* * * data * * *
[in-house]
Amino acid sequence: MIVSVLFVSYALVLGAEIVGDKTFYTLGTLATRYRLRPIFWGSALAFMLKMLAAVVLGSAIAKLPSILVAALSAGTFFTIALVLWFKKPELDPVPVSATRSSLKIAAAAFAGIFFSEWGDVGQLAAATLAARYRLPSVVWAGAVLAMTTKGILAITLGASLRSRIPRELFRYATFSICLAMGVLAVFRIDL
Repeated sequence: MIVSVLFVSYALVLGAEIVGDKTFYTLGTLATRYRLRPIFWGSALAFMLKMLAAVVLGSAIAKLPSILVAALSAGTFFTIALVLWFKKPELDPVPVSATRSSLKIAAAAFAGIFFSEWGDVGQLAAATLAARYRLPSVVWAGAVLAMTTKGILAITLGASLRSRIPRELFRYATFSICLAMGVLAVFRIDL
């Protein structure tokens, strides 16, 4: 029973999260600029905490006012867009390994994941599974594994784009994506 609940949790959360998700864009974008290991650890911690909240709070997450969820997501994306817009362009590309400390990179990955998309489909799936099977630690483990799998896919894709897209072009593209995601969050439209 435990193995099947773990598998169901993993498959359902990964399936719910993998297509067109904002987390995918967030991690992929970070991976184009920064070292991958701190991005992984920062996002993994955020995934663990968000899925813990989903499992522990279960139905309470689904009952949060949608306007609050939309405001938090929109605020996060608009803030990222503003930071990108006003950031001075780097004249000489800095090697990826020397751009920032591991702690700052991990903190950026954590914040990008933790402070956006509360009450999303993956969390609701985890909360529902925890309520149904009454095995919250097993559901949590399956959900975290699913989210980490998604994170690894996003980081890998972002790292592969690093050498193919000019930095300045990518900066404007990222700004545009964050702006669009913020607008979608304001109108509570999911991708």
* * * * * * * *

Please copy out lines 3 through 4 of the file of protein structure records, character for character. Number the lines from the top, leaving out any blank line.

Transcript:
Repeated sequence: MIVSVLFVSYALVLGAEIVGDKTFYTLGTLATRYRLRPIFWGSALAFMLKMLAAVVLGSAIAKLPSILVAALSAGTFFTIALVLWFKKPELDPVPVSATRSSLKIAAAAFAGIFFSEWGDVGQLAAATLAARYRLPSVVWAGAVLAMTTKGILAITLGASLRSRIPRELFRYATFSICLAMGVLAVFRIDL
């Protein structure tokens, strides 16, 4: 029973999260600029905490006012867009390994994941599974594994784009994506 609940949790959360998700864009974008290991650890911690909240709070997450969820997501994306817009362009590309400390990179990955998309489909799936099977630690483990799998896919894709897209072009593209995601969050439209 435990193995099947773990598998169901993993498959359902990964399936719910993998297509067109904002987390995918967030991690992929970070991976184009920064070292991958701190991005992984920062996002993994955020995934663990968000899925813990989903499992522990279960139905309470689904009952949060949608306007609050939309405001938090929109605020996060608009803030990222503003930071990108006003950031001075780097004249000489800095090697990826020397751009920032591991702690700052991990903190950026954590914040990008933790402070956006509360009450999303993956969390609701985890909360529902925890309520149904009454095995919250097993559901949590399956959900975290699913989210980490998604994170690894996003980081890998972002790292592969690093050498193919000019930095300045990518900066404007990222700004545009964050702006669009913020607008979608304001109108509570999911991708």